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For more than 30 years, we have spoken to a steady stream of companies about their warehousing needs. The word that comes up maybe more than any other is FLEXIBILITY . People want a flexible warehouse, and they define that in many different ways.

Basically, they want a warehousing solution that can adapt to changes in their business. Perhaps the business is highly seasonal or perhaps they run promotions that may spike volume 4 and 5 times what is normal for a very short period of time.

Have you heard the phrase “Don’t build the church for Easter Sunday?” Well, when it comes to product demand, companies want to be able to accommodate all the “Easter Sunday churchgoers” without having to pay the cost of building a permanent capability. They want to rent, not build. It’s a tough thing to do if you’re actually running a church. But it’s actually quite easy if you’re storing and processing inventory.

Many third party logistics providers (3PLs) cater to companies that require a high level of flexibility.

How can you find a truly flexible warehouse partner ? Here are some questions to ask.

Can I pay only for the space I use?

Flexible warehouse solutions The classic public warehousing company will charge you for space used by the month. That will include a storage charge and the inbound and outbound handling charge for that given month. Think about how a parking meter works. You pay only for the time and space you need. Different 3PLs may pro-rate your charges if you come in or leave mid-month. Any way you look at it, public warehousing offers great flexibility.

Some 3PLs don’t like the unpredictability of accounts with frequent volume spikes, so they require customers to contract for a longer timeframe. This may suit your needs fine, but know that there are more flexible space options out there in the market.

Can I pay only for the services I use?

Aside from the cost of your inventory, labor is your biggest warehouse expense. You want a warehouse partner that is very adept at managing a flexible labor solution. Two things you should look for:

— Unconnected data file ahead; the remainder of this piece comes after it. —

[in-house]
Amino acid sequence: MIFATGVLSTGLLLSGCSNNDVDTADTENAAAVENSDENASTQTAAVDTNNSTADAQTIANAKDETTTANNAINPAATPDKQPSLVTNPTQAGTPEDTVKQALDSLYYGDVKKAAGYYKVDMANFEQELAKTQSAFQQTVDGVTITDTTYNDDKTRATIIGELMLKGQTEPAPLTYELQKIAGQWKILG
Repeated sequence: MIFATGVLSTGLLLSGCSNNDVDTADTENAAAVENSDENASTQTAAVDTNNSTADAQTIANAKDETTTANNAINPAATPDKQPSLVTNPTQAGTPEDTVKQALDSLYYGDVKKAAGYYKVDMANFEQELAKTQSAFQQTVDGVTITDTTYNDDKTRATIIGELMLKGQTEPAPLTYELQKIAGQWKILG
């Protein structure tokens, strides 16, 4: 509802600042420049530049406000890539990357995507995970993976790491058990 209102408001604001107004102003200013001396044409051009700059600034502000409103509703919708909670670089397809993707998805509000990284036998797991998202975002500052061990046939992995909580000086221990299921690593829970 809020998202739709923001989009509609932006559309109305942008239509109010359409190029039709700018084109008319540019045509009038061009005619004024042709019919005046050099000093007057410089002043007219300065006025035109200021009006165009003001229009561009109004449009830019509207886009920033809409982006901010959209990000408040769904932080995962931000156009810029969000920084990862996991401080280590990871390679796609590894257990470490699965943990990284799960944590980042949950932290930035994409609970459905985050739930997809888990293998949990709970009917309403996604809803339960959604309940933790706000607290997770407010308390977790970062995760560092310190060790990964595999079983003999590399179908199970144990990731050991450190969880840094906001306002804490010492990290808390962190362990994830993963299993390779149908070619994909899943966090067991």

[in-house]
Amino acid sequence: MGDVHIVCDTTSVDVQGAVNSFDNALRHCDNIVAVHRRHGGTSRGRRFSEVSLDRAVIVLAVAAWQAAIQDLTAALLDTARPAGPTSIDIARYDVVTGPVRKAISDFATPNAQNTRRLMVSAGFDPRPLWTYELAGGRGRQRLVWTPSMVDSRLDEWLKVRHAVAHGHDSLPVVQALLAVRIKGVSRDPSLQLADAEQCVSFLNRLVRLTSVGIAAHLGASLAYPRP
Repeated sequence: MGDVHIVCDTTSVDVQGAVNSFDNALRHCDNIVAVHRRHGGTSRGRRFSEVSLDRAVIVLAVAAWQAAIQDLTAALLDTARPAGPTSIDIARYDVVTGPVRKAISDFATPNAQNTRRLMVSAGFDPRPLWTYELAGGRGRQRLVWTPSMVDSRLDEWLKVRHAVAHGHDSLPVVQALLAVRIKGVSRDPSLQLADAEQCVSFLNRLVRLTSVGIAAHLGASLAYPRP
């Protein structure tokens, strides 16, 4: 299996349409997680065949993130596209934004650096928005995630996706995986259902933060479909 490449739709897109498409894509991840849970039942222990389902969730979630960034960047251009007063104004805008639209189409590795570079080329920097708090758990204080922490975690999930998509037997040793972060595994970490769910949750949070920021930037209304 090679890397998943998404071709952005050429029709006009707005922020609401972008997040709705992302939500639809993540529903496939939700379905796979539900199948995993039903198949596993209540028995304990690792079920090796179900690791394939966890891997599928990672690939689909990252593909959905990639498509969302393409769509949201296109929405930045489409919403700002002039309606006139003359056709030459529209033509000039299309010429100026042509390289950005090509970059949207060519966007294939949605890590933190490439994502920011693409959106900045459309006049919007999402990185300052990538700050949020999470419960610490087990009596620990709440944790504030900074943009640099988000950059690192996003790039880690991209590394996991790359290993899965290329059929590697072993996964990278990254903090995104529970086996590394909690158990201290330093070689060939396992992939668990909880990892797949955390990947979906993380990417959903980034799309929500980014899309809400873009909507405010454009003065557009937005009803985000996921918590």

• Cross-trained staff. Public warehouses typically serve many customers in the same warehouse. These customers can have differing order activity at different times of the day or week or month. So when one account is slow, another is busy. You want to make sure your provider has cross trained associates so that experienced associates can be “borrowed” from other accounts to avoid the need for outside temp labor.
  • Temporary labor. Speaking of temps, they are a very economical way to handle volume spikes on a short-term basis. Look for a 3PL that has experience and a clear process for working with a temporary agency. A poor temp solution can actually cost you MORE money – inaccurate orders, poor productivity – if inexperienced workers are recruited and thrown on the line with little training.

Can I expand into other operations?

If you have an urgent need to expand warehouse capacity, you want to be able to handle that need with one phone call. But smaller, single-facility operations may not be able to help. As a result, you’re left with the challenge of finding the additional capacity yourself. Look for a partner with multiple locations or one that has identified flex space that is readily available upon request.

Can I handle unanticipated value-added services through your operation?

Lots of things can be done in a warehouse that are not “typical” warehouse duties. Special packaging, labeling, combining separate products into a new “kit,” repairing, inserting a customized note into the box… The list goes on.

Every provider you ask will tell you they can handle these flexible warehouse activities, but you want to see clear evidence. Have them show you, in real time, how they handle value added supply chain services.

The last thing you want to do is send products outside the facility, incurring high freight costs and inflated and unnecessary labor costs.

Can you handle B2C fulfillment?

Moving pallets in and out of a warehouse is vastly different than picking and packing individual orders for online commerce. Don’t assume a warehouse partner can serve all your sales channels. If your requirements now, or may one day, include B2C fulfillment warehouse services, look for evidence that the 3PL has the systems and demonstrated processes to efficiently process these direct-to-consumer orders.

A Flexible Warehouse Allows Costs to Parallel Revenue

Many businesses cannot predict demand. Rather than invest significant capital to build an infrastructure that may go unused, companies “rent” space and services from a flexible public warehouse provider. This gives them a variable cost model where distribution costs parallel their revenue stream – a financially sound and flexible warehouse solution.

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